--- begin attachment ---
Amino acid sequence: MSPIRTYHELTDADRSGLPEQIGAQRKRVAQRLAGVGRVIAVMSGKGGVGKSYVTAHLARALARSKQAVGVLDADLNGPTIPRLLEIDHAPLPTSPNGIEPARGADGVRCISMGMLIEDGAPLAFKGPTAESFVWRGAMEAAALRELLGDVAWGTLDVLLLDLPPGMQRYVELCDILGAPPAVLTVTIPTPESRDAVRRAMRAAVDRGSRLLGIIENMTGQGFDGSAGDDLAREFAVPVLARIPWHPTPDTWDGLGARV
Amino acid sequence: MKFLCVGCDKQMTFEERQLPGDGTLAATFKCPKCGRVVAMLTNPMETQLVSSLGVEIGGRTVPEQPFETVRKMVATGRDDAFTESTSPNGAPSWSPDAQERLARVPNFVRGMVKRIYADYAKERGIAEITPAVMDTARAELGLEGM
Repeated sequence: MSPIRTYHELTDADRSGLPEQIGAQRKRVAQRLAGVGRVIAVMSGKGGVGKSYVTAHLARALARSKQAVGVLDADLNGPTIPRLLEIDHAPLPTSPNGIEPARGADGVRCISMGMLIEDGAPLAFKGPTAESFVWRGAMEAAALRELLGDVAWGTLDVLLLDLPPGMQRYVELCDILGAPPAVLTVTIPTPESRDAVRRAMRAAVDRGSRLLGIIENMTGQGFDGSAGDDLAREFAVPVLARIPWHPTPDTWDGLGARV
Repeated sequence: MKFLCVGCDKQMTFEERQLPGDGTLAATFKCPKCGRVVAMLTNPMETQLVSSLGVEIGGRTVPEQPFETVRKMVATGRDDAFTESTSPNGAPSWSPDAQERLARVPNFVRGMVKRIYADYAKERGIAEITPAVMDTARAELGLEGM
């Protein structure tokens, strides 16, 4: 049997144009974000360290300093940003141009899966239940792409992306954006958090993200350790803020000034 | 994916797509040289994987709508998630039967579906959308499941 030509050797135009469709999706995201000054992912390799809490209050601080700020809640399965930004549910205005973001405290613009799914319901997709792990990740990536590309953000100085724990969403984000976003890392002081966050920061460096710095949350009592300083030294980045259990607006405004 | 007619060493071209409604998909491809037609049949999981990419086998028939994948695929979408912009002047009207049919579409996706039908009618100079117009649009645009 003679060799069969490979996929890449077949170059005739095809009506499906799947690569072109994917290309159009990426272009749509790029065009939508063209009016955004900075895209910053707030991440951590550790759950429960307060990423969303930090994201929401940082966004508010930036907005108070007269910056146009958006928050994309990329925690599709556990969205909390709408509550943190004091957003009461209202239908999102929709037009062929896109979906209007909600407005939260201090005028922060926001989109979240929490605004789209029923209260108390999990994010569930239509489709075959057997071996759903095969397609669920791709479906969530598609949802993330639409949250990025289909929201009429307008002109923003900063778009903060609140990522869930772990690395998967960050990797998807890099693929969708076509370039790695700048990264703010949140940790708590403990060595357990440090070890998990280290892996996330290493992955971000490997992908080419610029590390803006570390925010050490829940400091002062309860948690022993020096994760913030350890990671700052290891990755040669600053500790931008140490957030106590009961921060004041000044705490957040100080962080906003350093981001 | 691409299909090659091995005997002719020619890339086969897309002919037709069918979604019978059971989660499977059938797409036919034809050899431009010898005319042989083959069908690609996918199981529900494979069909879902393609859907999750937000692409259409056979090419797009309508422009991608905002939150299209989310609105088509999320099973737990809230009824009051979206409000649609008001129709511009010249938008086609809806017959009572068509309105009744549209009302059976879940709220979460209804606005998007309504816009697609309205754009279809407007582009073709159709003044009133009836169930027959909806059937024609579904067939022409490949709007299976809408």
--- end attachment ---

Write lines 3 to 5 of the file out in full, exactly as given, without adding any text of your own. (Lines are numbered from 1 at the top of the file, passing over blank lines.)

Repeated sequence: MSPIRTYHELTDADRSGLPEQIGAQRKRVAQRLAGVGRVIAVMSGKGGVGKSYVTAHLARALARSKQAVGVLDADLNGPTIPRLLEIDHAPLPTSPNGIEPARGADGVRCISMGMLIEDGAPLAFKGPTAESFVWRGAMEAAALRELLGDVAWGTLDVLLLDLPPGMQRYVELCDILGAPPAVLTVTIPTPESRDAVRRAMRAAVDRGSRLLGIIENMTGQGFDGSAGDDLAREFAVPVLARIPWHPTPDTWDGLGARV
Repeated sequence: MKFLCVGCDKQMTFEERQLPGDGTLAATFKCPKCGRVVAMLTNPMETQLVSSLGVEIGGRTVPEQPFETVRKMVATGRDDAFTESTSPNGAPSWSPDAQERLARVPNFVRGMVKRIYADYAKERGIAEITPAVMDTARAELGLEGM
């Protein structure tokens, strides 16, 4: 049997144009974000360290300093940003141009899966239940792409992306954006958090993200350790803020000034 | 994916797509040289994987709508998630039967579906959308499941 030509050797135009469709999706995201000054992912390799809490209050601080700020809640399965930004549910205005973001405290613009799914319901997709792990990740990536590309953000100085724990969403984000976003890392002081966050920061460096710095949350009592300083030294980045259990607006405004 | 007619060493071209409604998909491809037609049949999981990419086998028939994948695929979408912009002047009207049919579409996706039908009618100079117009649009645009 003679060799069969490979996929890449077949170059005739095809009506499906799947690569072109994917290309159009990426272009749509790029065009939508063209009016955004900075895209910053707030991440951590550790759950429960307060990423969303930090994201929401940082966004508010930036907005108070007269910056146009958006928050994309990329925690599709556990969205909390709408509550943190004091957003009461209202239908999102929709037009062929896109979906209007909600407005939260201090005028922060926001989109979240929490605004789209029923209260108390999990994010569930239509489709075959057997071996759903095969397609669920791709479906969530598609949802993330639409949250990025289909929201009429307008002109923003900063778009903060609140990522869930772990690395998967960050990797998807890099693929969708076509370039790695700048990264703010949140940790708590403990060595357990440090070890998990280290892996996330290493992955971000490997992908080419610029590390803006570390925010050490829940400091002062309860948690022993020096994760913030350890990671700052290891990755040669600053500790931008140490957030106590009961921060004041000044705490957040100080962080906003350093981001 | 691409299909090659091995005997002719020619890339086969897309002919037709069918979604019978059971989660499977059938797409036919034809050899431009010898005319042989083959069908690609996918199981529900494979069909879902393609859907999750937000692409259409056979090419797009309508422009991608905002939150299209989310609105088509999320099973737990809230009824009051979206409000649609008001129709511009010249938008086609809806017959009572068509309105009744549209009302059976879940709220979460209804606005998007309504816009697609309205754009279809407007582009073709159709003044009133009836169930027959909806059937024609579904067939022409490949709007299976809408």